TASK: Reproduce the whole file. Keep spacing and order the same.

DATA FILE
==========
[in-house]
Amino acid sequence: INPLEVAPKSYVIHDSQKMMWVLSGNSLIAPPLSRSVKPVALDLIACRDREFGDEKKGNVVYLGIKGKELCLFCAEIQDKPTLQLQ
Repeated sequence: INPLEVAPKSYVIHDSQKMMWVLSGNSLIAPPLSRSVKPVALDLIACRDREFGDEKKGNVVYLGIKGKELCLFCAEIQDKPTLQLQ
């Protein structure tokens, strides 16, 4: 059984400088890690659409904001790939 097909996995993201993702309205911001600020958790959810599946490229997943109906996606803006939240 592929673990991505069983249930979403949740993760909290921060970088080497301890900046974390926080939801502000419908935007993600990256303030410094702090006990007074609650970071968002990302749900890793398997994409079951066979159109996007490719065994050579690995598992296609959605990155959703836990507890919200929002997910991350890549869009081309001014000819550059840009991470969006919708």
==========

[in-house]
Amino acid sequence: INPLEVAPKSYVIHDSQKMMWVLSGNSLIAPPLSRSVKPVALDLIACRDREFGDEKKGNVVYLGIKGKELCLFCAEIQDKPTLQLQ
Repeated sequence: INPLEVAPKSYVIHDSQKMMWVLSGNSLIAPPLSRSVKPVALDLIACRDREFGDEKKGNVVYLGIKGKELCLFCAEIQDKPTLQLQ
């Protein structure tokens, strides 16, 4: 059984400088890690659409904001790939 097909996995993201993702309205911001600020958790959810599946490229997943109906996606803006939240 592929673990991505069983249930979403949740993760909290921060970088080497301890900046974390926080939801502000419908935007993600990256303030410094702090006990007074609650970071968002990302749900890793398997994409079951066979159109996007490719065994050579690995598992296609959605990155959703836990507890919200929002997910991350890549869009081309001014000819550059840009991470969006919708």